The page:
However, they dovetail with the broader fact that the Southeast—and, more generally speaking, the eastern half of the country—is seeing a large increase in the number and importance of large rainfall events. In a statistical sense, these events will go down as a few more data points in a trend that is crystal clear: the eastern U.S. is getting its precipitation in larger doses, and those larger doses are making up more and more of the average annual rainfall budget. 

Climate Extremes Index step 4 precip - small version

The Climate Extremes Index shows how different climate hazards are changing - or not changing - over time. Its fourth component, shown here, tracks trends in extreme one-day precipitation for each year from 1910 through 2015. The larger the value (the taller the bar), the larger the role that large, one-day precipitation events played in the year's rainfall budget. The data indicate that the nation, on average is seeing one-day big rain events increase over time, with inter-annual ("year to year") variability.

Drought Goes National

What happened:

Early in 2016, the Western U.S. was mired in a multi-year drought. Back-to-back-to-back-to-back seasons in the West had been either very dry, very warm, or both, leading to drought, accompanied by disappointing snowpack, in general. Thankfully, the Northwest improved significantly during 2016, and even the Southwest saw some modest improvements in places. But in the east, drought blossomed in the Northeast and exploded across the Southeast. Wildfire complexes dotted the Southeast, especially during autumn.

Why they matter:

Drought is an almost ever-present hazard in our American climate, and has been for centuries. For a combination of reasons, drought is the “quiet hazard.” It’s not telegenic, or particularly visually compelling. It rarely provides heart-pounding drama. It creeps over long timescales, out of the foreground. But what it lacks in attention-grabbing antics, it compensates for by being relentlessly effective in causing pain, to the economy, to public health, to mental health, and to our water supply. In most years, especially those that don’t feature big hurricane landfalls, drought is the costliest natural hazard that occurs.

Beyond the Data:

We often think of drought as a supply issue, in which there’s not enough precipitation to go around. But it’s also a demand issue, even before human use of water. The first party to demand water from the ground is the same one that put it there: the atmosphere. A warmer atmosphere is a thirstier atmosphere—it will take back more water through evapo-transpiration (ET, a term that combines evaporation with transpiration, which is the release of water vapor from plants). Precipitation being equal, a hot drought is droughtier than a cool drought.

Standardized Precipitation and Standardized Precipitation Evaporation Indices for November 2016

Comparing two drought indices for November 2016 shows the role of warmth in exacerbating dry conditions. The top panel shows the Standardized Precipitation Index (SPI), which depicts drought severity according to the precipitation that occurred during the month. The bottom panel shows the Standardized Precipitation Evapotranspiration Index (SPEI), which depicts drought severity according to the precipitation that occurred during the month (supply), combined with the evaporative stresses (demand) based on temperature. The SPI and SPEI technically depict severity in terms of unusualness. Increasingly positive values (building to darker blues) indicate more unusual wetness, while increasingly negative values (building to darker reds) indicate more unusual dryness/drought. These maps were adapted from those produced by NOAA's Western Regional Climate Center, using PRISM data.

Alaskan Heat

What happened:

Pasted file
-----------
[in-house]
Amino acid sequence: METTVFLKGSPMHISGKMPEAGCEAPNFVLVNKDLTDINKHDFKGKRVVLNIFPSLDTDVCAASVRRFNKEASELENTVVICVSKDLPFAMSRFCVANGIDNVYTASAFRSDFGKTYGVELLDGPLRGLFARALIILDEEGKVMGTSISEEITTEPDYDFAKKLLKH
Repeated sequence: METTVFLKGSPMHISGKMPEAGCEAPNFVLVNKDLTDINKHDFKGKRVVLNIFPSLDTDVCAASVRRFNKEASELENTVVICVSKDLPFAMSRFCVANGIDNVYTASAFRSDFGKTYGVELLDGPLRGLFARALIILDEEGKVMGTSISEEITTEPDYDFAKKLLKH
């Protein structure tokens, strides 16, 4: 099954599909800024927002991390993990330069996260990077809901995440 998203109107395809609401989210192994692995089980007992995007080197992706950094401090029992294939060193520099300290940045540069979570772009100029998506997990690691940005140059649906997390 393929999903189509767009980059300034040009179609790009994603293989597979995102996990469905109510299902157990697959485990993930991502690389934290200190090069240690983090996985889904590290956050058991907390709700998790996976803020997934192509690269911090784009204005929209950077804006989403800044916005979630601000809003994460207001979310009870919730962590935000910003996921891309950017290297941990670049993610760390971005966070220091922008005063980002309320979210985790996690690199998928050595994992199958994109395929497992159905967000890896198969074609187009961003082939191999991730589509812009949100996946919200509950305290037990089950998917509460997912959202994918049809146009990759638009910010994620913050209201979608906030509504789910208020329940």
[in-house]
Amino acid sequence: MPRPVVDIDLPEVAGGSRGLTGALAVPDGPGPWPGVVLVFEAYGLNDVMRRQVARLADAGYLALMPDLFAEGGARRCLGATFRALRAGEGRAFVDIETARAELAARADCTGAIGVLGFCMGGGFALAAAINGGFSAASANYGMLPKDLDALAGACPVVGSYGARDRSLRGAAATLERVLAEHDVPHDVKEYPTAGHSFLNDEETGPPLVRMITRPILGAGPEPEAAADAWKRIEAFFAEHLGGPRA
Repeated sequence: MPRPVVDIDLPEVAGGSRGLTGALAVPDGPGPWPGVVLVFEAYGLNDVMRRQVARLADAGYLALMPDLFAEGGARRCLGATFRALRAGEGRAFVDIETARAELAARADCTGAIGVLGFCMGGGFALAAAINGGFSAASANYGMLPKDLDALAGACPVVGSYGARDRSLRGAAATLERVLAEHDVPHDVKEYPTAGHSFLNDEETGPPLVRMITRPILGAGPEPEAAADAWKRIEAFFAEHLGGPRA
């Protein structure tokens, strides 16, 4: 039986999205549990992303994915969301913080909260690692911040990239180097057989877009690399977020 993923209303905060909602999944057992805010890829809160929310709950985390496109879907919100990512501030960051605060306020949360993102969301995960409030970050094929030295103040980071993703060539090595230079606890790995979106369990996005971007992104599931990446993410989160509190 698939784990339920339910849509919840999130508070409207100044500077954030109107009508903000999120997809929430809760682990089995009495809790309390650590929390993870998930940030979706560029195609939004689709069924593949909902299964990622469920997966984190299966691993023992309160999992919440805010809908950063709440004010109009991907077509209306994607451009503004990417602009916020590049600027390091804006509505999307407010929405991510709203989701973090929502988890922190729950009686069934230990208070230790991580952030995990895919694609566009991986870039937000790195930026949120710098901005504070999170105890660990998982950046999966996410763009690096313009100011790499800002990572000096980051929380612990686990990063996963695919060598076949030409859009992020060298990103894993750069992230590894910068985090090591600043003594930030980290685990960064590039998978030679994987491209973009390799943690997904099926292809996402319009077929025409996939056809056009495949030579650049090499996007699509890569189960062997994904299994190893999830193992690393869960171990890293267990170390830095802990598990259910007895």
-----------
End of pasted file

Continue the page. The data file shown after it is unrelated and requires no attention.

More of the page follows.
At times this year, Alaska’s temperatures were literally off the charts. No, seriously. They broke our map legends. Alaska skated to its warmest year on record, by 1.6 degrees Fahrenheit. That's a lot.

Why it matters:

Alaska is America’s crucible of change. Much of Alaska sits in the Arctic, which, not coincidentally, is the globe’s crucible of change. The Northern Hemisphere’s high latitudes are changing more rapidly than any other major geographic region on the planet, and taking Alaska with them.

Like most things climate, temperature is only one indicator of change. In the Arctic, moreso than just about anywhere else on the planet, we see different climate elements mutually reinforcing the changes set in motion by global-scale warming. Climate scientists, perhaps ironically, call this “positive feedback,” and it goes something like this: warmer temperatures lead to smaller sea ice cover, which leads to more warming of the waters, which lead to smaller sea ice cover. Or, alternatively, warming leads to less snow, which leads to warming, which also leads to shrubbier and darker vegetation, which reinforces warming. And so on.

Beyond the Data:

There might not be a clearer example of this feedback than September and October in Alaska’s North Slope. These are the months surrounding the time when Arctic sea ice retreats to its annual minimum—it’s smallest footprint of the year. In the past, on average, the retreat didn’t make it very far from Alaska’s Arctic coast, and the sea ice, on average, ad returned during October. Now, it retreats well offshore and October returns are largely a thing of the past.

All of that open water during these two months brought profound changes to the climate of the North Slope since just 2000. The result is striking: look at the September-October temperatures there. It’s not that the place is hitting new records, which it is, it’s that a new normal, much different from the previous one, has taken root.

September-October Temperature time series for Barrow Alaska

Average temperature for each September-October period since 1925 at Barrow, Alaska. The baseline climate of the 21st century is noticably different than the previous years in the series. Barrow is in northernmost Alaska, and September-October are months when sea ice traditionally formed just offshore.

In southern Alaska, the last two years have seen large scale wildfire. It’s not easy to separate the role of climate change and climate variability, but record warmth and considerable lack of snow cover, both more likely in a warmed world, played a role.